There’s a screenshot that’s been sitting on my desktop for a rather long time now, and it’s as scary as it is interesting.
Facebook recently conducted a poll which showed up on the homepage newsfeed, and asked Facebook members just how exactly did they think Facebook’s “friend finder” worked when it prompted them for their email address & password in order to get a list of contacts. The numbers pretty much speak for themselves, here’s what they looked like near the end of the campaign:
Now ignore the dark blue bar: it’s a red herring and doesn’t contain any interesting info. The real juicy bit is the “Yes” option, and its 20% response.
20% of Facebook’s 80 Million active users (give or take) believe that the passwords for their email addresses are being stored when they use the Friend Finder…. and that doesn’t bother them in the least. That’s sixteen million people who don’t give a damn about their privacy, the contents of their email, or who has control of their entire online personas.
This is a subject that’s been chewed half to death already countless times by people far more in the know than myself; Jeff Atwood’s excellent article on the topic covers the dangers of sites asking for users’ email addresses & passwords, and – far more importantly – presents several more secure alternatives for web application developers looking to expand their social networks.
To put things in perspective, take a look at this downright horrifying tale on ReadWriteWeb about software that prompted users for their email addresses & passwords, then proceeded to save them for malicious use… then realize that 16 million Facebook users out there don’t care if this happens to them. Think about all the private, sensitive, confidential information available on your email account and just how truly terrible it would be for that info to fall in the wrong hands.
Of course all this begs the question: who’s to blame for this bout of end-user stupidity (for lack of a more politically-correct term)? Is it naïveté/trust in the goodwill of others that gets users to give out such sensitive data to people (Facebook has 500 employees!) they don’t know from Adam? Or is it that they just don’t get how dangerous it can be (see the ReadWriteWeb article for proof)? Or is it, maybe, that they’ve simply gotten accustomed to being asked for their email address and corresponding password by “trusted” sites they love to visit, too caught up in the “gather as many friends as you can” game to give a second thought to identity theft and fraud?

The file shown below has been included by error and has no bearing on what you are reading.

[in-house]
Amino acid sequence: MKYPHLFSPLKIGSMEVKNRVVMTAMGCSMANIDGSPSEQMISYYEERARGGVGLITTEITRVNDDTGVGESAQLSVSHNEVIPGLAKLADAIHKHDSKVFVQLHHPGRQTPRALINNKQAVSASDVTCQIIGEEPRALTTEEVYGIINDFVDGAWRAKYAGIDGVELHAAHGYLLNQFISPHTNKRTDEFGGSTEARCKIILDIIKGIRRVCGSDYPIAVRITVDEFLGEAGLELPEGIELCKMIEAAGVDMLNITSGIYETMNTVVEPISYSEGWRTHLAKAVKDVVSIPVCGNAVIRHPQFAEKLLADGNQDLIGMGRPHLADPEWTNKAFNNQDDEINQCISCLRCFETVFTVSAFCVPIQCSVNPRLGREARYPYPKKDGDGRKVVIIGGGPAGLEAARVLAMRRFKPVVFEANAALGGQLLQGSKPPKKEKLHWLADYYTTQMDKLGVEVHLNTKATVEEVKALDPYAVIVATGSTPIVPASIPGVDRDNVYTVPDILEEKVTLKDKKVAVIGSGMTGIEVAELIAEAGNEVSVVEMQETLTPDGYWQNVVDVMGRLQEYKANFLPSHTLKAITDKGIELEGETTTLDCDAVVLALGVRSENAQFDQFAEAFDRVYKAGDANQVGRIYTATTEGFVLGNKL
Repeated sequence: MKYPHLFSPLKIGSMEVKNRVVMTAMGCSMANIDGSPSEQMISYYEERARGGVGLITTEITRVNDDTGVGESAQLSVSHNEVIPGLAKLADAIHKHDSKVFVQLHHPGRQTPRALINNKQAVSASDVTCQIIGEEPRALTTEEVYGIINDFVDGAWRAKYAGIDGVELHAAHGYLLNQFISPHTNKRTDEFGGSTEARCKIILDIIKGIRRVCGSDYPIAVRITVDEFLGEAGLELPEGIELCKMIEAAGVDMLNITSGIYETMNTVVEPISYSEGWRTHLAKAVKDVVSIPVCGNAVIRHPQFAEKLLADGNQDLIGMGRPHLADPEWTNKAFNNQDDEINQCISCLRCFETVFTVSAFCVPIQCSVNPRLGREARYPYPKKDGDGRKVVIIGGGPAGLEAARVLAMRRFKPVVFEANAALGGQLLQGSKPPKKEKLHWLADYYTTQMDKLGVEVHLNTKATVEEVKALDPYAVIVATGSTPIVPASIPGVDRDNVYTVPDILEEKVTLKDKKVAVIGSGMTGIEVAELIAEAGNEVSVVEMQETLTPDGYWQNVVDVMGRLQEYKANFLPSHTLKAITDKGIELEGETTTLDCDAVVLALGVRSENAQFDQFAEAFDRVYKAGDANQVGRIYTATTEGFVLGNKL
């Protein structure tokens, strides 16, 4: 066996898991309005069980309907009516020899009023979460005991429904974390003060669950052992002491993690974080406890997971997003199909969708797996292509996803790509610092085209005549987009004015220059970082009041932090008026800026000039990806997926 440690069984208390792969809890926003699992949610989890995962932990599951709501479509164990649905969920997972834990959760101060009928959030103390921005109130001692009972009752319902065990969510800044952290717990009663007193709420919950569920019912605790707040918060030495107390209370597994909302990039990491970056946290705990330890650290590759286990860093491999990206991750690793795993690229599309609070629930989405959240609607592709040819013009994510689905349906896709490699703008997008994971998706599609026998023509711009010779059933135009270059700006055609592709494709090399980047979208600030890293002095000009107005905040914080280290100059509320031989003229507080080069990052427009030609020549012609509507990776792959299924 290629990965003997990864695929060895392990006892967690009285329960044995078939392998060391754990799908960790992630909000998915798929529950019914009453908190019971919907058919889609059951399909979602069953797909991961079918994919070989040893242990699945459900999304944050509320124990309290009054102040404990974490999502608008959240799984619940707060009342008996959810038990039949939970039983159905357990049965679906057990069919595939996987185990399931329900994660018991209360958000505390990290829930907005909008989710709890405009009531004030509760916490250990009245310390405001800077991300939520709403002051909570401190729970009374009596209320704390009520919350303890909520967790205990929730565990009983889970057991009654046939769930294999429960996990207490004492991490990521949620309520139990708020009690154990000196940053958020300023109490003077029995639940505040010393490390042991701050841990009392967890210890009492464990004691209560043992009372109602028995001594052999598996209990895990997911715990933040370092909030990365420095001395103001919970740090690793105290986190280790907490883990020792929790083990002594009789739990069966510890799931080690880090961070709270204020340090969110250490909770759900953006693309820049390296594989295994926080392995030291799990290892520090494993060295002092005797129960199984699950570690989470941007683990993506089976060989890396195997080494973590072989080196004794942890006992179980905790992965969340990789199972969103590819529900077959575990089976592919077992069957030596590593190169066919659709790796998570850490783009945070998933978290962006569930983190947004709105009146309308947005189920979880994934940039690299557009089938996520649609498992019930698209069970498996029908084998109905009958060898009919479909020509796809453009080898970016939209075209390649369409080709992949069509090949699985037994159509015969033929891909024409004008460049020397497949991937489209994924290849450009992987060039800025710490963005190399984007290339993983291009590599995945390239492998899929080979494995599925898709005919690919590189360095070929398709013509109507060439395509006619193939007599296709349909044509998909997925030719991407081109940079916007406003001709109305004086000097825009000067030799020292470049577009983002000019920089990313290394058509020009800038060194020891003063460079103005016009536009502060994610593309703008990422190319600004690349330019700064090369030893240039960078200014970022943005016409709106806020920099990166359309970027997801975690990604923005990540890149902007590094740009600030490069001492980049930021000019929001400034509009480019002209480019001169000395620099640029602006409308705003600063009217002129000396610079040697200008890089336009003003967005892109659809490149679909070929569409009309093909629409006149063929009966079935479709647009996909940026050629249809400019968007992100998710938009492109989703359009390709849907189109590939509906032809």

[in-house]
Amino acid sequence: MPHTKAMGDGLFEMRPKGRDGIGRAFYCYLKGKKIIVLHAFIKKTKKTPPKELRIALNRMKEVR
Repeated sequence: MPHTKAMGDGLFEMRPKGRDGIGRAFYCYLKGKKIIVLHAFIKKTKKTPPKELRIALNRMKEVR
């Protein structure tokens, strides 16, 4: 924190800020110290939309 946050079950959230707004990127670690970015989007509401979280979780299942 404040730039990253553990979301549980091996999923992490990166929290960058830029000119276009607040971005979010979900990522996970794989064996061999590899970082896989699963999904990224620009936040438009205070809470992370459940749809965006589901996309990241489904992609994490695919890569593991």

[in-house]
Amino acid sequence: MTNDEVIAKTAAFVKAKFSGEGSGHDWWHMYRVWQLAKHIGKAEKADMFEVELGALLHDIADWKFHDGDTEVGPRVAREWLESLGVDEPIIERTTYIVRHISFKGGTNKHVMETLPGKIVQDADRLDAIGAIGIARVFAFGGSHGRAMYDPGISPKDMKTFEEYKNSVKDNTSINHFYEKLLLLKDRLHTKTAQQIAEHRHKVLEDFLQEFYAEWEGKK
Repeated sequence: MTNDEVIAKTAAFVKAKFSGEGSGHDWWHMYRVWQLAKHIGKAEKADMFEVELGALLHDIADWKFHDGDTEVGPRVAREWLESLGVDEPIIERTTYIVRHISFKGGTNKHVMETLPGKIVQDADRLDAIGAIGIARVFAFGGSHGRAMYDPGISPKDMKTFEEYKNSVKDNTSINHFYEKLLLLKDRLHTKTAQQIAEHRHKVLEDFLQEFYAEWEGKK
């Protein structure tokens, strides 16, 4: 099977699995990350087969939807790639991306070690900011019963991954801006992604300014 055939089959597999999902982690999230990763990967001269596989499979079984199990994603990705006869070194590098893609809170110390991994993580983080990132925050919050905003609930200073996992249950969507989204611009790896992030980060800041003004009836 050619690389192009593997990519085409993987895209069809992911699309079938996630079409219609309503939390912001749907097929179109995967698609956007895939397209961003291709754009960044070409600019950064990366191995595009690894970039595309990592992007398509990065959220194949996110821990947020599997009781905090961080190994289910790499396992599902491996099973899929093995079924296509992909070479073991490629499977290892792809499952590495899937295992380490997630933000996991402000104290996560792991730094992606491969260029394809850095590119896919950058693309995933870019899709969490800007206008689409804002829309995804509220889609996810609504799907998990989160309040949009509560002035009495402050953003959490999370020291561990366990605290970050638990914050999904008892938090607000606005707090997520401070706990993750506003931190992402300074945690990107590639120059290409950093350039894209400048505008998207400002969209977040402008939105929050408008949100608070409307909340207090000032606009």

Personally, I can recall a time when most “normal people” I know would refuse flat-out to share such sensitive data with a site (phishing, tech support, etc. obviously excluded); but in the wake of “Web 2.0” it’s become so normal to ask for email addresses and passwords that no one ever gives it a second thought.
And it’s not just Facebook. To be totally frank, even if Facebook were to store end users’ passwords in their database, the access to that info would probably be very highly guarded… but when every new social network on the block is suddenly doing the same thing – you can get a good picture of just how easy it would be to steal users’ passwords.
MQ’s 3 Steps for World Domination
- Send out an email purporting to be from “the hottest new social network around” informing the recipient that their “friends” want them to join: “Click here to show Peter you’re a real friend!”
- Get the user to register a new account – make the procedure as pain-free and simple as possible… and right then and there on the registration page ask for the user’s email address and password so as to “make it easy to tell all your friends you care and get popular really fast…”
As soon as it’s OK for one person to do it, it’ll be OK for everyone to… and then we’ll be in too deep to do anything about it.
So why does Facebook – after polling their end users and seeing just how dire the situation is – continue to use the same flawed mechanism of harvesting email addresses… especially when better, safer alternatives exist?